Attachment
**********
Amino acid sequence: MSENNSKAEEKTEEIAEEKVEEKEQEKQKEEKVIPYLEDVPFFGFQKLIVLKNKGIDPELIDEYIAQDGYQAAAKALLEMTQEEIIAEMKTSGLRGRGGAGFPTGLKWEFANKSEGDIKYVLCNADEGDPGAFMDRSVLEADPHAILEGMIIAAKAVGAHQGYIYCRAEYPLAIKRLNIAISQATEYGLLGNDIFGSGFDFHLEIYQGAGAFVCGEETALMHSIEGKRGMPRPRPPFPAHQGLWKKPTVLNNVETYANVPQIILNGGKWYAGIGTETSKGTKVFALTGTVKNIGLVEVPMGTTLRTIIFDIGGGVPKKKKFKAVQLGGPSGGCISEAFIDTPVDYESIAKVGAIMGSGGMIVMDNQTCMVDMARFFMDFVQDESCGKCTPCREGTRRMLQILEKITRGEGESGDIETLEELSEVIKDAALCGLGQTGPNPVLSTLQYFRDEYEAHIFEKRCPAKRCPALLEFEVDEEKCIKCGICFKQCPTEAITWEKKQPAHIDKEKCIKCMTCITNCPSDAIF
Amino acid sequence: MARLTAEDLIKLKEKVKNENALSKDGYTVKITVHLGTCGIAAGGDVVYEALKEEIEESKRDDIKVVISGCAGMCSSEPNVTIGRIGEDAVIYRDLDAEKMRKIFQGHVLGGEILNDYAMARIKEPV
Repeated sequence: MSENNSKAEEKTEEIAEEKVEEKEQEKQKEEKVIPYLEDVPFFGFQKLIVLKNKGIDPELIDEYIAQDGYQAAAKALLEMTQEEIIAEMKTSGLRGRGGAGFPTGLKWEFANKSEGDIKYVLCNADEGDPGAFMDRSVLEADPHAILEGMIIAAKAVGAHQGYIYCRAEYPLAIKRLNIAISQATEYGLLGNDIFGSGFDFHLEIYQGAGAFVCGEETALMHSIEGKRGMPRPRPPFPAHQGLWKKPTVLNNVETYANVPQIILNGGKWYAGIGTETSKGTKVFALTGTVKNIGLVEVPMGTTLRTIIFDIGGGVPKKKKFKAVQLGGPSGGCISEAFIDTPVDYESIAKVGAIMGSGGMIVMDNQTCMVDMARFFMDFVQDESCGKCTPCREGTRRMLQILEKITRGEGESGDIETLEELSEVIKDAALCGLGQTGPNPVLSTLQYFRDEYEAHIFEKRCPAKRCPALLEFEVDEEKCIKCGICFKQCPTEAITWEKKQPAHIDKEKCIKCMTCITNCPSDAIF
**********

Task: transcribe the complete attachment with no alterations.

Amino acid sequence: MSENNSKAEEKTEEIAEEKVEEKEQEKQKEEKVIPYLEDVPFFGFQKLIVLKNKGIDPELIDEYIAQDGYQAAAKALLEMTQEEIIAEMKTSGLRGRGGAGFPTGLKWEFANKSEGDIKYVLCNADEGDPGAFMDRSVLEADPHAILEGMIIAAKAVGAHQGYIYCRAEYPLAIKRLNIAISQATEYGLLGNDIFGSGFDFHLEIYQGAGAFVCGEETALMHSIEGKRGMPRPRPPFPAHQGLWKKPTVLNNVETYANVPQIILNGGKWYAGIGTETSKGTKVFALTGTVKNIGLVEVPMGTTLRTIIFDIGGGVPKKKKFKAVQLGGPSGGCISEAFIDTPVDYESIAKVGAIMGSGGMIVMDNQTCMVDMARFFMDFVQDESCGKCTPCREGTRRMLQILEKITRGEGESGDIETLEELSEVIKDAALCGLGQTGPNPVLSTLQYFRDEYEAHIFEKRCPAKRCPALLEFEVDEEKCIKCGICFKQCPTEAITWEKKQPAHIDKEKCIKCMTCITNCPSDAIF
Amino acid sequence: MARLTAEDLIKLKEKVKNENALSKDGYTVKITVHLGTCGIAAGGDVVYEALKEEIEESKRDDIKVVISGCAGMCSSEPNVTIGRIGEDAVIYRDLDAEKMRKIFQGHVLGGEILNDYAMARIKEPV
Repeated sequence: MSENNSKAEEKTEEIAEEKVEEKEQEKQKEEKVIPYLEDVPFFGFQKLIVLKNKGIDPELIDEYIAQDGYQAAAKALLEMTQEEIIAEMKTSGLRGRGGAGFPTGLKWEFANKSEGDIKYVLCNADEGDPGAFMDRSVLEADPHAILEGMIIAAKAVGAHQGYIYCRAEYPLAIKRLNIAISQATEYGLLGNDIFGSGFDFHLEIYQGAGAFVCGEETALMHSIEGKRGMPRPRPPFPAHQGLWKKPTVLNNVETYANVPQIILNGGKWYAGIGTETSKGTKVFALTGTVKNIGLVEVPMGTTLRTIIFDIGGGVPKKKKFKAVQLGGPSGGCISEAFIDTPVDYESIAKVGAIMGSGGMIVMDNQTCMVDMARFFMDFVQDESCGKCTPCREGTRRMLQILEKITRGEGESGDIETLEELSEVIKDAALCGLGQTGPNPVLSTLQYFRDEYEAHIFEKRCPAKRCPALLEFEVDEEKCIKCGICFKQCPTEAITWEKKQPAHIDKEKCIKCMTCITNCPSDAIF